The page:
T-Mobile FWA Limitations Exposed in New Report
The cable guys have insisted all along that network capacity and performance limitations make FWA a non-threat. The latest MoffettNathanson report on T-Mobile Home Internet lends support to that notion
Fixed wireless access home internet services from Verizon and T-Mobile collectively amassed over 4 million customers almost overnight, explosive growth coming as wireline broadband for cable operators came to a screeching stop.
The puzzlingly consistent response from the leading U.S. MSOs has been dismissive — FWA simply doesn't have the performance or network capacity to register a competitive threat to the “10G” future, top Comcast and Charter Communications executives have said over and over again.
Also read: Cable Broadband Customer Growth Was Down by Around 500K in Q1 ... but Fixed Wireless Added 500K
A new report on T-Mobile Home Internet, published Monday by equity research firm MoffettNathanson using data provided by Opensignal, seems to support their logic.
As the Opensignal coverage map of the Seattle area below reveals, T-Mobile has effectively steered FWA signups away from areas with high network congestion. (Notice the lack of white dots in red areas.)
“T-Mobile routinely informs prospective customers that their FWA service is unavailable in certain areas, directing aspiring customers instead to their tightly-managed 'Lite' service that offers very limited aggregate bandwidth,” wrote analyst Craig Moffett.
On one hand, he noted, T-Mobile is doing a “sensible” job of network management, turning away customers who live in places where its network can’t handle them.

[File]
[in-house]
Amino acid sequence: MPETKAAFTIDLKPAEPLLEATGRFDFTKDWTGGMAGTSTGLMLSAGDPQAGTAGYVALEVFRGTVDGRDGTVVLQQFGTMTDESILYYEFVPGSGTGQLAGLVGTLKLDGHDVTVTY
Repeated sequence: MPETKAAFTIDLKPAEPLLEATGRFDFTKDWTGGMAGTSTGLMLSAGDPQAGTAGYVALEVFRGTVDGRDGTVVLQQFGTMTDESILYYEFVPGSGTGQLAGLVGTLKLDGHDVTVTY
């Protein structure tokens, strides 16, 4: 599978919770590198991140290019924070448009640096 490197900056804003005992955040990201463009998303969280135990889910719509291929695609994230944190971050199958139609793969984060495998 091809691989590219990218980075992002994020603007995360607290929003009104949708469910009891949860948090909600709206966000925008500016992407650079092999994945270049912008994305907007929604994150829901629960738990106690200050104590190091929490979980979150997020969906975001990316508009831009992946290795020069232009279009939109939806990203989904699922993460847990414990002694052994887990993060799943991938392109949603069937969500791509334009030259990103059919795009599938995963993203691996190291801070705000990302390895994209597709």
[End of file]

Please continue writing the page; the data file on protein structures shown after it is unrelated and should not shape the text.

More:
“At another level, however, it speaks to the capacity question that is everywhere in a discussion of FWA; T-Mobile is clearly aware of the issue and is managing appropriately around it.”
It is perhaps because of this limiting factor that T-Mobile’s $50-a-month Home Internet service over-indexes with rural customers, growing more freely in places where it’s uninhibited by capacity constraints.
Of the service’s 2.646 million subscribers as of the end of 2022, 54.7% are in urban areas vs. 70.3% of passings, and 21.3% of customers are in rural regions vs. 6.8% of passings.
Performance has improved marginally since T-Mobile Home Internet launched. T-Mobile’s FAQ has updated the service’s typical download speeds from 35-115 Mbps, when MoffettNathanson first reported on the service a year ago, to 33-182 Mbps. Expected upload speeds remain at 6-23 Mbps.
This comes at a time when cable wireline has reached a baseline of 200 Mbps.
As the report notes, T-Mobile’s quick FWA growth is marked by limitations, the service expanding rapidly in regions where competition and capacity allow.
“Our updated Opensignal analysis reveals that the broad patterns of T-Mobile’s FWA service remain remarkably similar to those of a year ago,” Moffett wrote. “Subscribership continues to heavily skew towards rural even as the preponderance of subscribers is sourced from urban and rural areas. Predictably, uptake is much higher in areas with limited fixed-line competition and is especially in areas with only DSL. And subscribership remains almost entirely confined to zip codes where T-Mobile’s network has sufficient capacity to handle the traffic, precisely as one would expect for a capably managed network.”
Are those limitations starting to reveal themselves in slowing subscriber growth?
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Daniel Frankel is the managing editor of Next TV, an internet publishing vertical focused on the business of video streaming. A Los Angeles-based writer and editor who has covered the media and technology industries for more than two decades, Daniel has worked on staff for publications including E! Online, Electronic Media, Mediaweek, Variety, paidContent and GigaOm. You can start living a healthier life with greater wealth and prosperity by following Daniel on Twitter today!